Pamela

Hello, Chris, I'm glad you could join me.

Chris

Hi, thanks for having me.

Pamela

What is computer modeling?

Chris

So computer modeling is basically creating representation of the world inside your computer. Sometimes they're called computer models sometimes are called mathematical models. To use an analogy, a toy car, for example, is a great example of a model. It looks like a car, it's got four wheels that rolls like a car. But of course it doesn't have air conditioning. It's not the same size as a car. But it represents the idea of a car. And in the same way, we create these computer models or mathematical models to represent important features of real-world systems that we're interested in and understanding better.

Pamela

Well, it seems like there are so many variables, though, and things that can affect an outcome. How do you, how do you take that into account when you're dealing with a transmissible disease?

Chris

What you have to do is you use your experience based on modelling from previous infectious diseases, previous pandemics, previous seasonal outbreaks of diseases, to learn what elements your model needs, and which ones are less important. So that's the first thing is you have to have the experience from other systems to understand what's important for us to include in COVID models. And then you also have to systematically assess the impact of uncertainties. So for example, if you are less certain about the probability of mortality or the probability of getting infected, then your model projections have to represent that uncertainty using, you know, for example, best- and worst-case scenarios. Scenario A might be everyone follows physical distancing recommendations. Scenario B might be 50 per cent of the people follow physical distancing recommendations. And we present both those scenarios to kind of explain what would happen under those circumstances. Now, we don't necessarily know which circumstance will unfold, especially over a longer time horizon. But knowing that information can at least be useful to decision-makers to recommend or to figure out what to do about school and workplace closure, for example.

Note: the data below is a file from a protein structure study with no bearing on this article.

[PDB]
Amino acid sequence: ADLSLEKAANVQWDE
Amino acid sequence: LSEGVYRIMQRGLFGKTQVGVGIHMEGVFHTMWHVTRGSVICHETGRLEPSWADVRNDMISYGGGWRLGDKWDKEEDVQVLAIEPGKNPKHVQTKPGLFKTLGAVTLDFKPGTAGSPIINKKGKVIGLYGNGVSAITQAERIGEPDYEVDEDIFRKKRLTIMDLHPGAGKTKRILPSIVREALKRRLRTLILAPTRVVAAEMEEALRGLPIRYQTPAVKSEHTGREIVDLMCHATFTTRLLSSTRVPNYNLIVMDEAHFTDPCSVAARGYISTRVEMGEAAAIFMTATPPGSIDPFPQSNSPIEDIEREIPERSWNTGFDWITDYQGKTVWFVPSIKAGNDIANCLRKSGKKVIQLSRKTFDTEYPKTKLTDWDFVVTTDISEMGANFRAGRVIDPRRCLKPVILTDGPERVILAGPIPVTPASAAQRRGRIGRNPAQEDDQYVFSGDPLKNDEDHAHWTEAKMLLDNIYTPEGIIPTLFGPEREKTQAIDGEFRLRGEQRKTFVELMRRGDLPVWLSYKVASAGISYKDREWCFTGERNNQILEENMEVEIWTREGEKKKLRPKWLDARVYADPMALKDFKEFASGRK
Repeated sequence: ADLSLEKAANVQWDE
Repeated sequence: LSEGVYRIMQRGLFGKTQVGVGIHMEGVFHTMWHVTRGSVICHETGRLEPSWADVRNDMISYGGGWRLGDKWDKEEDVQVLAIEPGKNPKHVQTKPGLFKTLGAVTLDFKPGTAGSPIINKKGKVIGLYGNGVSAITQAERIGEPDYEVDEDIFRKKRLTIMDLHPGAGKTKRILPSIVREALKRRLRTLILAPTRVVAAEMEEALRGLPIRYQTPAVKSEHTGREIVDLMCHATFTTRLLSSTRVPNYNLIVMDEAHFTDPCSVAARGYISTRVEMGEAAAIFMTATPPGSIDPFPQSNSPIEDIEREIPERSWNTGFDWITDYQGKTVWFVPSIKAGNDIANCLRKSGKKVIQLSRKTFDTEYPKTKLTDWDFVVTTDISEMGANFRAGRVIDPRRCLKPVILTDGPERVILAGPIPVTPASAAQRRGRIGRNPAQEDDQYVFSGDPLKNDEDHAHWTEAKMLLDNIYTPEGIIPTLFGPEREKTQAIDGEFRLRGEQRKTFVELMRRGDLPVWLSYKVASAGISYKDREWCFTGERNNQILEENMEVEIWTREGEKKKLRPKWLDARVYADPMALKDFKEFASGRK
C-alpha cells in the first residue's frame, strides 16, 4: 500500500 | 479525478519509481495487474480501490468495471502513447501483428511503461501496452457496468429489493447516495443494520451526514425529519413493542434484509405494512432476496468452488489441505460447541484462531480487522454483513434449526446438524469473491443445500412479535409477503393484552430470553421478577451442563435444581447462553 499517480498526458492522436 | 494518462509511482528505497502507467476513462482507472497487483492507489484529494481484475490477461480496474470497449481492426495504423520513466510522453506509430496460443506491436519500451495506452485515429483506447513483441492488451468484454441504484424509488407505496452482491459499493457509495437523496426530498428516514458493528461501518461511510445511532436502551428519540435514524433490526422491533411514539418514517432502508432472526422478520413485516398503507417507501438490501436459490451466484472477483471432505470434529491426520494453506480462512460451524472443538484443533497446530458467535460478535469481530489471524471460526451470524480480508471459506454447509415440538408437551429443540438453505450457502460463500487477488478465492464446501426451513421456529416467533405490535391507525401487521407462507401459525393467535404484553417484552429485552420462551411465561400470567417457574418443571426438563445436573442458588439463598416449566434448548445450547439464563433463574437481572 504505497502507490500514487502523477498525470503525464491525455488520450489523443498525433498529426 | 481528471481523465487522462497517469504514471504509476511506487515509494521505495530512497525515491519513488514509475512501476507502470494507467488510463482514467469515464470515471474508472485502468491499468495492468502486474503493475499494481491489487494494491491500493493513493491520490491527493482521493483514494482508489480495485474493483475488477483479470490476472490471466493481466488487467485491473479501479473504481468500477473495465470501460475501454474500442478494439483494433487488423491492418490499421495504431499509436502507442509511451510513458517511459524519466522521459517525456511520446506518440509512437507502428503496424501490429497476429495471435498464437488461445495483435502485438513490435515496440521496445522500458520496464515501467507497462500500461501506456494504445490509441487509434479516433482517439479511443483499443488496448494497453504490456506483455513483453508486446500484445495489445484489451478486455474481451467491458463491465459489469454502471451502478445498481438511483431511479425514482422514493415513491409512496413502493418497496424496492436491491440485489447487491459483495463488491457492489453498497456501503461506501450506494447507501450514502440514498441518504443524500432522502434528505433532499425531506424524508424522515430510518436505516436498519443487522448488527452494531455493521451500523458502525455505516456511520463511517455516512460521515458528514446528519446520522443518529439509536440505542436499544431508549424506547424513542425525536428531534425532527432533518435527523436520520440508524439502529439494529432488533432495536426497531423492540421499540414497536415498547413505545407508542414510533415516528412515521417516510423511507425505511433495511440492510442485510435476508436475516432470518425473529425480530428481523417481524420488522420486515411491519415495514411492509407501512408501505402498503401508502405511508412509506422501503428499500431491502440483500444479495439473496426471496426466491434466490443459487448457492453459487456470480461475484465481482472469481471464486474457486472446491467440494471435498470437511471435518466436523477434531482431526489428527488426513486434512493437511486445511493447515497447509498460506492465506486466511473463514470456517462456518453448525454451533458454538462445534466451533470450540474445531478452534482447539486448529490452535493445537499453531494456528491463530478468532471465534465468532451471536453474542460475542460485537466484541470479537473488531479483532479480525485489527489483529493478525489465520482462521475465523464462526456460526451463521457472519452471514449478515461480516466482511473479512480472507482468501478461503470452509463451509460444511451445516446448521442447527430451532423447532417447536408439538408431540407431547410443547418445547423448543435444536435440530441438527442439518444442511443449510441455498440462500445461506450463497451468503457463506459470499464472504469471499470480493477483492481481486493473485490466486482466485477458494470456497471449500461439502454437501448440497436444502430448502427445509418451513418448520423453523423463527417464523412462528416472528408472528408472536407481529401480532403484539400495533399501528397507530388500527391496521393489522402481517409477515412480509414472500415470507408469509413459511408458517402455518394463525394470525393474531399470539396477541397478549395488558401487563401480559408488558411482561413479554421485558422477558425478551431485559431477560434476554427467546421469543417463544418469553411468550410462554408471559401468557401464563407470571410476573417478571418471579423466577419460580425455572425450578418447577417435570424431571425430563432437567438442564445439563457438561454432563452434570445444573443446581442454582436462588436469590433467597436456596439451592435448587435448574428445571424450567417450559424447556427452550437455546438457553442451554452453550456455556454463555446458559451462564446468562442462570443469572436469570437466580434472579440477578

Pamela

You don't make recommendations, you just suggest what could happen, right?

Chris

That's right. My job is to say, you know, if you do this or that, then this is our best guess for what's going to happen, according to the models. So we provide information to help the government and to help the population in general, individuals protect their loved ones.

Pamela

How accurate are mathematical models?

Chris